In a recent interview with the Financial Times, Brazilian Finance Minister Guido Mantega stated that the Brazilian economy is doing so well despite the global economic crisis that the government must limit public spending in order to avoid “overheating.” Yet public spending for the hydroelectric and mining sectors is red hot, and risks burning a hole right through Brazil’s public image as a leader on climate change.
The Brazilian government is planning to finance as much as 80% of Belo Monte’s massive US$12-16 billion price tag using public funds. To do this, the government is moving capital from public pension funds Funcef, through the Service Time Guarantee Fund of the federal savings bank Caixa Federal; Previ, which provides pensions for workers of Banco de Brasil; and Petros, which manages pensions for workers of Petrobras. In addition, they are injecting huge amounts of money from the Workers’ Insurance/Compensation Fund and the National Treasury into national development bank BNDES.
Why is the government subsidizing a supposedly “private” project to such a huge extent with funds meant for the public good? It’s because private investors are too wary of Belo Monte’s incredibly high risks. Because of the extreme seasonality of the Xingú river, the dam will only produce 10% of its capacity during the dry summer months in the Amazon. That’s a big risk for such a costly project. Then there’s the geological risk, a major pitfall for big dam projects. No one knows how the earth will react to the two massive 75km by 500m canals to be dug into the ground to divert water from the main reservoir to the secondary reservoir, since geological data are missing from the project’s environmental impact studies. Meanwhile, the public image of companies and banks involved in building Belo Monte will be heavily tarnished since the project has gained international notoriety over its destructive impacts on indigenous people.
To try to calm investors’ nerves, the government has formed a Senate commission to “monitor Belo Monte” during its implementation. Yet, 7 out of the 10 senators on the commission are in bed with industry and face corruption charges from previous development projects. An independent monitoring team made of expert scientists is surely needed.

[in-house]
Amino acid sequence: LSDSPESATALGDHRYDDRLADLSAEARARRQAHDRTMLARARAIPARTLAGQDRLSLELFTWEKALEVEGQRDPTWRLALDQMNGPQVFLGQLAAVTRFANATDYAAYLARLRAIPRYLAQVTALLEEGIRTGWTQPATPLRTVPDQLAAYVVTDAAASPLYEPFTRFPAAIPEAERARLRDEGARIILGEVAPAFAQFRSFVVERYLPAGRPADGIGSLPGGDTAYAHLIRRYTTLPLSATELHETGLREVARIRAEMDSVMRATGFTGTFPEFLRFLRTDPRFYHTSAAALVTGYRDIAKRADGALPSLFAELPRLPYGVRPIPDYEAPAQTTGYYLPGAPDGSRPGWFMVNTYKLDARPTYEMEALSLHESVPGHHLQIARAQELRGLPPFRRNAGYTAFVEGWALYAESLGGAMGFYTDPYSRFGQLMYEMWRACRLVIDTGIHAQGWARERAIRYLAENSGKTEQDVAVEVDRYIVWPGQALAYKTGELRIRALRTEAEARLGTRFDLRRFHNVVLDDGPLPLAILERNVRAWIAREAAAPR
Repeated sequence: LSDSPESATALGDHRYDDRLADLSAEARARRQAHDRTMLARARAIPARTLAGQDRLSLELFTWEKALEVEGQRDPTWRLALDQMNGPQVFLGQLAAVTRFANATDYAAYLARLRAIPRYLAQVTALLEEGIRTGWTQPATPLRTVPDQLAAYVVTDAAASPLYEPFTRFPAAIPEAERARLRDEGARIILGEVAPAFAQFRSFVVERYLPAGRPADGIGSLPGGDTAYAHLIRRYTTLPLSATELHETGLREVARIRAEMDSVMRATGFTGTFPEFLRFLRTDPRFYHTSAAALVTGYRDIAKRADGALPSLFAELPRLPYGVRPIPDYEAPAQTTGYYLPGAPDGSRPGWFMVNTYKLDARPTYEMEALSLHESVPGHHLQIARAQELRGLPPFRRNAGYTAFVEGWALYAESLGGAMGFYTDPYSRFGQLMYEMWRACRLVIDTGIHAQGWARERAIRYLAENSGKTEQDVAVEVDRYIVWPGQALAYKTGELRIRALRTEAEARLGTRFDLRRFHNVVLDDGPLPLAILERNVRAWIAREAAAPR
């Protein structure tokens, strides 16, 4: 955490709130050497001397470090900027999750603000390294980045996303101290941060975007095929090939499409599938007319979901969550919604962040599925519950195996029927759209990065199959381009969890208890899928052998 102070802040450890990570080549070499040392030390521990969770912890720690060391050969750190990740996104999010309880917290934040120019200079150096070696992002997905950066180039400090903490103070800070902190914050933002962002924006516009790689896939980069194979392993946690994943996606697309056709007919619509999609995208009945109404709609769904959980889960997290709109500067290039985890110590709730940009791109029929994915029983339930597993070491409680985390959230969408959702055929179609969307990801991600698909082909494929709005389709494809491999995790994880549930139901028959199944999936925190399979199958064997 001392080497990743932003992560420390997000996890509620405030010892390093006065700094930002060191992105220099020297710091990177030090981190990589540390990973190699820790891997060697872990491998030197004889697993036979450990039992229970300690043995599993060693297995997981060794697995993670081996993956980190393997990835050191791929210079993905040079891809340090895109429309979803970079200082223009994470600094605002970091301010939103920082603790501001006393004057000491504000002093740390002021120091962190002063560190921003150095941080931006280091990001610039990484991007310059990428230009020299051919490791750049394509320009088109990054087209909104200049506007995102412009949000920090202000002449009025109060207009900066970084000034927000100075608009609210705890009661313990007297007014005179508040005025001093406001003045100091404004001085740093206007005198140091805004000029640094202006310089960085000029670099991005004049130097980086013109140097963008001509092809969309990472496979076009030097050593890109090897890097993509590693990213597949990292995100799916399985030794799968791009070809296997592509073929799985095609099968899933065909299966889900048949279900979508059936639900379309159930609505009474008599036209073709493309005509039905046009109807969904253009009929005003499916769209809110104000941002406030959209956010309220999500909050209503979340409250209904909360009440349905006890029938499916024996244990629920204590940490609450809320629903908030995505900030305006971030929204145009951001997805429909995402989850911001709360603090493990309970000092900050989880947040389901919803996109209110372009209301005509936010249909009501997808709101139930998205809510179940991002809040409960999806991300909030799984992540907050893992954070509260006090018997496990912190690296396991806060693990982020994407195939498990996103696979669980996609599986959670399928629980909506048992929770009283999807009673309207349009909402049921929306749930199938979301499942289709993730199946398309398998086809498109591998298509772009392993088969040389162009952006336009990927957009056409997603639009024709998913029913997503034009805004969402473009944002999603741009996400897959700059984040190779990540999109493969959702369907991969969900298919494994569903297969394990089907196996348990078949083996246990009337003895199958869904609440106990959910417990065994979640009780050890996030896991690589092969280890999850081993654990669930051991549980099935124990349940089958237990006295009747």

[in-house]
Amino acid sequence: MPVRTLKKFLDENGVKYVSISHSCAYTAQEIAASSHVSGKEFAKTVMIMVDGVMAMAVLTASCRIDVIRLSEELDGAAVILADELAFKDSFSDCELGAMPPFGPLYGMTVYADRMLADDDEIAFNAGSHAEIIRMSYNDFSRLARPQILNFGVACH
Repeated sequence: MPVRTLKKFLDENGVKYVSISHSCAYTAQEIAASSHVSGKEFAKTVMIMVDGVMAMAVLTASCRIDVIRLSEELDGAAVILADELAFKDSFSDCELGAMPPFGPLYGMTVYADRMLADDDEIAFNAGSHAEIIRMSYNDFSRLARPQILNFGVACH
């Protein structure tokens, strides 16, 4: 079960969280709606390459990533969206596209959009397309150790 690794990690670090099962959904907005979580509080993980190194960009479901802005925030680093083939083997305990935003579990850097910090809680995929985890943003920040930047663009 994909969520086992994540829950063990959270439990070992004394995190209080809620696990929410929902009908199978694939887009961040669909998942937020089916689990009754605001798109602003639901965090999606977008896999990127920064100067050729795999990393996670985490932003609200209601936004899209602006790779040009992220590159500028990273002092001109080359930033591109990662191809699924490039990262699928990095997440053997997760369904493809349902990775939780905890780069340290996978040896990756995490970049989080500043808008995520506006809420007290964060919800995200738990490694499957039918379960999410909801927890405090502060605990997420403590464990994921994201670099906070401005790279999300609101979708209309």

Another reason for all this public financing is that mining and energy companies had been accustomed to consuming large amounts of cheap Amazonian hydroelectricity to power mining operations such as iron, copper, gold, and bauxite, which provides the raw material for aluminum. Tucuruí dam was built to power the world’s largest iron mine, Carajás, operated by mining giant Vale. And today is no different. 25% of all electricity in Brazil is consumed by eight mining and energy companies– Alcoa, ArcelorMittal, Camargo Corrêa Energia, CSN, Gerdau, Samarco, Vale, and Votorantim– and some of these same companies want in on Belo Monte to expand their extractive operations.
Yet because of the global economic crisis, demand for metals has fallen in the US and Europe, speculation on the spot market has made world metals prices unstable, and it’s no longer as cheap to produce aluminum in Brazil as it once was. Vale recently sold off its aluminum manufacturing operations at Alumar, Alubrás, and Paragominas to Norwegian state-owned company Norsk Hydro. With the sale, Vale will extract the bauxite and sell it to Norsk Hydro to produce aluminum for cans and cars. The Norwegian government, meanwhile, is also the largest donor to BNDES’ Amazon Fund, the bank’s massive carbon fund that receives direct donations in exchange for funding conservation efforts. What one hand gives, the other taketh away; while Norway buys green credibility by donating to the Amazon Fund, it also invests in aluminum production at some of the dirtiest mines in the entire world.
Let’s be clear: Amazonian history has shown where large hydroelectric dams go, large mining operations follow. With Belo Monte, the Amazon is going to look a lot more like the Alberta tar sands than the sea of forest and freshwater that so many cherish for its life-giving properties. And with the possible approval of a law that would allow for hydroelectric dams and mining on indigenous and protected lands, Belo Monte will be just the first in this next phase of Amazonian destruction.
Oh yeah, the Brazilian economy is hot, alright. And because of Brazil’s public spending on dams and the expansion of mining, risks to the Amazon and the climate will only get hotter.